I don’t know about you but I love snow, especially when I don’t have to drive in it. The sad thing is that London doesn’t get a great deal of snow any more. It used to even in the 1980’s but the weather isn’t the same any more which on a personal level is super annoying to me as my early years were spent in Newcastle which is renowned for its rather climate and the way residents go out partying in the snow at night where the skimpiest of clothing and I remember going to school by sledge quite often.
So after most of the rest of the U.K. had been enjoying snow for a month or so, finally London got a piece of the action last weekend and where I lived, with a slight break for a few hours in the afternoon, it pretty much snowed from before 10am to 10pm, particularly hard in the morning and when I went out for a rather epic 4 hour walk around lunch time, the snow was already a good bit higher than my ankles.
I know lots of people like to play and enjoy the snow after it has fallen but I really like being out in it when its falling, even if it is colder and a bit hard work. Generally you have it all to yourself . This time it lasted for 3 days which is a far cry from the weeks it would stay when I was little but by modern London standards, it’s pretty good.
I didn’t intend to go walking for 4 hours but it snowed so hard, at times it was hard to see anything but I liked it and I even went exploring which was a bit crazy but on the other hand, it’s hard to catch coronavirus in a blizzard with no-one around so I thought I’d make the most of it. Who knows when such snow will return here? Maybe never.
One of the places I wanted to visit was Grim’s Dyke. I’ve written a few posts about this ancient place and you can an almost replica photo of the one below from the spring in this blog post.
I knew that there was a sizeable lake 10-15 minutes walk along Grim’s Dyke. I may well have visited there once when I was 15, I do like to go exploring. For some reason, with the whole place to myself I thought I would go and find it.
Perhaps it wasn’t the smartest idea to go off exploring in the woods in the snow with all manner of hidden dips and gulleys but my pigeon sense of direction managed to find it.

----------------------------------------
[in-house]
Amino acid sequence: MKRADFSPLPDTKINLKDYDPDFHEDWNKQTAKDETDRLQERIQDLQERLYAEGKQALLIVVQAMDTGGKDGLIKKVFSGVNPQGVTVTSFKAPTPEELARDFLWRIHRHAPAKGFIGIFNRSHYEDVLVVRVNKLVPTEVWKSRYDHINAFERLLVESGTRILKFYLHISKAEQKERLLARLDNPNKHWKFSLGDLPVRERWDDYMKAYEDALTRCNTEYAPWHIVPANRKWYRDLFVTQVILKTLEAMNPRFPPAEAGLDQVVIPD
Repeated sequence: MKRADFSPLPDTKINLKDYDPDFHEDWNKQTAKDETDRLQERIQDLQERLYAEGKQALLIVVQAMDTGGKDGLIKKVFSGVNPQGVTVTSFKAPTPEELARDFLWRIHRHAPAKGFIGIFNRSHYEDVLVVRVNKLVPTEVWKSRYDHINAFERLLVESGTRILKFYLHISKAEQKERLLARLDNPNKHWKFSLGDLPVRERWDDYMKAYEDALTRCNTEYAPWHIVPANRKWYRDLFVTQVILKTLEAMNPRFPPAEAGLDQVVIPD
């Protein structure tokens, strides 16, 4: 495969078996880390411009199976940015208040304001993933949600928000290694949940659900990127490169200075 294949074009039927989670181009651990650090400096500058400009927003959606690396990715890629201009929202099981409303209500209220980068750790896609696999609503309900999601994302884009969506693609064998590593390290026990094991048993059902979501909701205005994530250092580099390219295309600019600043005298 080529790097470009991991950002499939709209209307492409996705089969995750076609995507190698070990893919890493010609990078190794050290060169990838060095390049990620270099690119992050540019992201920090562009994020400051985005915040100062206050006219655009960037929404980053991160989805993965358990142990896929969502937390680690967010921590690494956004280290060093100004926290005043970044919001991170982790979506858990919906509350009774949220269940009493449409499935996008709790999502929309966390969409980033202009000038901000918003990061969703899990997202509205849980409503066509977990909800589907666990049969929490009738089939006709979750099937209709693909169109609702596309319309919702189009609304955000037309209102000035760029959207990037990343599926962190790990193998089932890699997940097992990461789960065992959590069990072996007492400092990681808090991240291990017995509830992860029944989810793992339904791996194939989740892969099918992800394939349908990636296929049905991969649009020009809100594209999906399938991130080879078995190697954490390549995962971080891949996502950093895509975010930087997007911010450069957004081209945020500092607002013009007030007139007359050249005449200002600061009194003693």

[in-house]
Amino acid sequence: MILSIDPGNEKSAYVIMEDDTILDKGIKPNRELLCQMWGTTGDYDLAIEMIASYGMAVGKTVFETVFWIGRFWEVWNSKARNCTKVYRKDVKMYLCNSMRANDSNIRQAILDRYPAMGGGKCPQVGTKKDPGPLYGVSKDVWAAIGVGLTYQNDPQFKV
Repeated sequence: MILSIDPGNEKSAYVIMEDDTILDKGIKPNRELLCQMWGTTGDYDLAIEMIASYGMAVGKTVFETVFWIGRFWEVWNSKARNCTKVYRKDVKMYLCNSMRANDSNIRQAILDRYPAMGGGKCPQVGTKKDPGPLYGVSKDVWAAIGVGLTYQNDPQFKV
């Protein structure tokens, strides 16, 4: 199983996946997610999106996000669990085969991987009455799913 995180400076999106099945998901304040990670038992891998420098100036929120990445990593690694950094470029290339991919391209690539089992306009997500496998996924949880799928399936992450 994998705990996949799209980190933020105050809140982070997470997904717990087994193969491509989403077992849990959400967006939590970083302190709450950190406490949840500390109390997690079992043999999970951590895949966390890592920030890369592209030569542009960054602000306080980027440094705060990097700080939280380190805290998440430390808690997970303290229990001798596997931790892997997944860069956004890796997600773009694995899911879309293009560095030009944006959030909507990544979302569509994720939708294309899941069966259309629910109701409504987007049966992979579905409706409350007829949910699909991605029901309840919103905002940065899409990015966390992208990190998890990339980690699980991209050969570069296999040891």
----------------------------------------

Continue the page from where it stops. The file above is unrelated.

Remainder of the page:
It’s actually quite renowned for its fishing and the photo above is taken from a wooden jetty which is one of the points people fish during competitions in the summer. As you can see the lake is largely frozen and snow is even beginning to rest on top after just a short while, something I can’t imagine happens very often now. It was quite a magical moment just watching and listening to the snow.
I made a loop back towards civilisation, which wasn’t easy as my footsteps had been covered by fresh snow and of course everything looks different when its all hidden away by a white blanket and all you can hear is snow.
The photo above looks down towards London 500 feet below with the house on the right behind the wall belonging to one of the movers and shakers in the iconic Fortnum and Masons Department Store in London a century or two ago .
Further down the hill is the home of Edward Adrian Wilson who played such a role in biological studies in Antarctica and died on the doomed mission of Captain Scott. Though I had plenty of snow in my beard, I’m sure he would have given anything to only be walking around in -5 degrees.
As you can see my plan to enjoy the falling snow all on my own pretty much paid off, the London bus about the only moving thing around.
The photo above is of Common Road which I came across after walking through the back of the Bentley Priory and past the old WW2 Pillbox. One the left of the roads are the woods that I last blogged about in December Getting up to mischief in some old woods. Normally this road is extremely busy. I find it interesting that during the summer so many people complained that it was essential to break lockdown rules to get fresh air and exercise and yet for some reason when it is freezing cold, only me who is Shielding and obeys all the rules, still goes out. Funny that!
Another mile or so and yet another lake and I was back in my village with one of our village churches. This is reputed to be the highest spot at this latitude between the Rocky Mountains in North America and the Urals deep into Russia. You can see another view of the church in the spring at A look at my local Metropolitan Drinking Fountain and Cattle Trough Association… Trough
And finally I was home and if you like the look of this snowy old street, you can see what it looked like back in the Victorian days. Bushey Heath now and then – Photos of my street from 130 years ago